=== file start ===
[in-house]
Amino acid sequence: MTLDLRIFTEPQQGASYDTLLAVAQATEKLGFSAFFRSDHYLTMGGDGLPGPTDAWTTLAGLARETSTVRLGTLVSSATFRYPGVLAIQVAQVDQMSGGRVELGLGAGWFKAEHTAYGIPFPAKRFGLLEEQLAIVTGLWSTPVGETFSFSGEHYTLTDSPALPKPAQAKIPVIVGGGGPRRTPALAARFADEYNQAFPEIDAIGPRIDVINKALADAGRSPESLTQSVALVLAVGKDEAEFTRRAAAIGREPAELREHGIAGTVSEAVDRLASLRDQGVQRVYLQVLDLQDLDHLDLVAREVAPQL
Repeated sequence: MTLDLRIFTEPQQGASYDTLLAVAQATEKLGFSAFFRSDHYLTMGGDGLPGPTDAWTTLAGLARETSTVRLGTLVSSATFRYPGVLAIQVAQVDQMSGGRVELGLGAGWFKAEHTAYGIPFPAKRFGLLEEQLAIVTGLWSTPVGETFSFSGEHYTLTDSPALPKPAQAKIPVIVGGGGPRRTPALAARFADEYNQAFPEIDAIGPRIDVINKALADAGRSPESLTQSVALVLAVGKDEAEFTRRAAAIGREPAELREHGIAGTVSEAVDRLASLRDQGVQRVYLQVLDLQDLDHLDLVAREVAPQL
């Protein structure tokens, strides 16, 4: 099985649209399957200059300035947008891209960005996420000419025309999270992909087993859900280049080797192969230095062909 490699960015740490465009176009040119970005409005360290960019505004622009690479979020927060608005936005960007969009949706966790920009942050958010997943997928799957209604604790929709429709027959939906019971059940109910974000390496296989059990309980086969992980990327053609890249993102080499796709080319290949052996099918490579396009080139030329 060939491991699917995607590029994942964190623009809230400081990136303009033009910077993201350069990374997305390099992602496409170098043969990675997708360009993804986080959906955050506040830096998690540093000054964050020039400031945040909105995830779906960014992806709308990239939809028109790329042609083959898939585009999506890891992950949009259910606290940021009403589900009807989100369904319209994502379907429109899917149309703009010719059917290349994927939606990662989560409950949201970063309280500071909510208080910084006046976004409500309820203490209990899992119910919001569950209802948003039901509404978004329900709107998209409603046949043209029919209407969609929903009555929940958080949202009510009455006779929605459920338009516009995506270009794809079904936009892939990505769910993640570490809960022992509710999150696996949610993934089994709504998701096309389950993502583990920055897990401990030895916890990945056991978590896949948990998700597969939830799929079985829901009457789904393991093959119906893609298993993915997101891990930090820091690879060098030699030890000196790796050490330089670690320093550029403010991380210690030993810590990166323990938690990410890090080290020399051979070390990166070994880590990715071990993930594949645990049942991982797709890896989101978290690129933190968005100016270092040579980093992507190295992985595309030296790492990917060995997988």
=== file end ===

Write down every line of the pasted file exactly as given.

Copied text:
[in-house]
Amino acid sequence: MTLDLRIFTEPQQGASYDTLLAVAQATEKLGFSAFFRSDHYLTMGGDGLPGPTDAWTTLAGLARETSTVRLGTLVSSATFRYPGVLAIQVAQVDQMSGGRVELGLGAGWFKAEHTAYGIPFPAKRFGLLEEQLAIVTGLWSTPVGETFSFSGEHYTLTDSPALPKPAQAKIPVIVGGGGPRRTPALAARFADEYNQAFPEIDAIGPRIDVINKALADAGRSPESLTQSVALVLAVGKDEAEFTRRAAAIGREPAELREHGIAGTVSEAVDRLASLRDQGVQRVYLQVLDLQDLDHLDLVAREVAPQL
Repeated sequence: MTLDLRIFTEPQQGASYDTLLAVAQATEKLGFSAFFRSDHYLTMGGDGLPGPTDAWTTLAGLARETSTVRLGTLVSSATFRYPGVLAIQVAQVDQMSGGRVELGLGAGWFKAEHTAYGIPFPAKRFGLLEEQLAIVTGLWSTPVGETFSFSGEHYTLTDSPALPKPAQAKIPVIVGGGGPRRTPALAARFADEYNQAFPEIDAIGPRIDVINKALADAGRSPESLTQSVALVLAVGKDEAEFTRRAAAIGREPAELREHGIAGTVSEAVDRLASLRDQGVQRVYLQVLDLQDLDHLDLVAREVAPQL
């Protein structure tokens, strides 16, 4: 099985649209399957200059300035947008891209960005996420000419025309999270992909087993859900280049080797192969230095062909 490699960015740490465009176009040119970005409005360290960019505004622009690479979020927060608005936005960007969009949706966790920009942050958010997943997928799957209604604790929709429709027959939906019971059940109910974000390496296989059990309980086969992980990327053609890249993102080499796709080319290949052996099918490579396009080139030329 060939491991699917995607590029994942964190623009809230400081990136303009033009910077993201350069990374997305390099992602496409170098043969990675997708360009993804986080959906955050506040830096998690540093000054964050020039400031945040909105995830779906960014992806709308990239939809028109790329042609083959898939585009999506890891992950949009259910606290940021009403589900009807989100369904319209994502379907429109899917149309703009010719059917290349994927939606990662989560409950949201970063309280500071909510208080910084006046976004409500309820203490209990899992119910919001569950209802948003039901509404978004329900709107998209409603046949043209029919209407969609929903009555929940958080949202009510009455006779929605459920338009516009995506270009794809079904936009892939990505769910993640570490809960022992509710999150696996949610993934089994709504998701096309389950993502583990920055897990401990030895916890990945056991978590896949948990998700597969939830799929079985829901009457789904393991093959119906893609298993993915997101891990930090820091690879060098030699030890000196790796050490330089670690320093550029403010991380210690030993810590990166323990938690990410890090080290020399051979070390990166070994880590990715071990993930594949645990049942991982797709890896989101978290690129933190968005100016270092040579980093992507190295992985595309030296790492990917060995997988």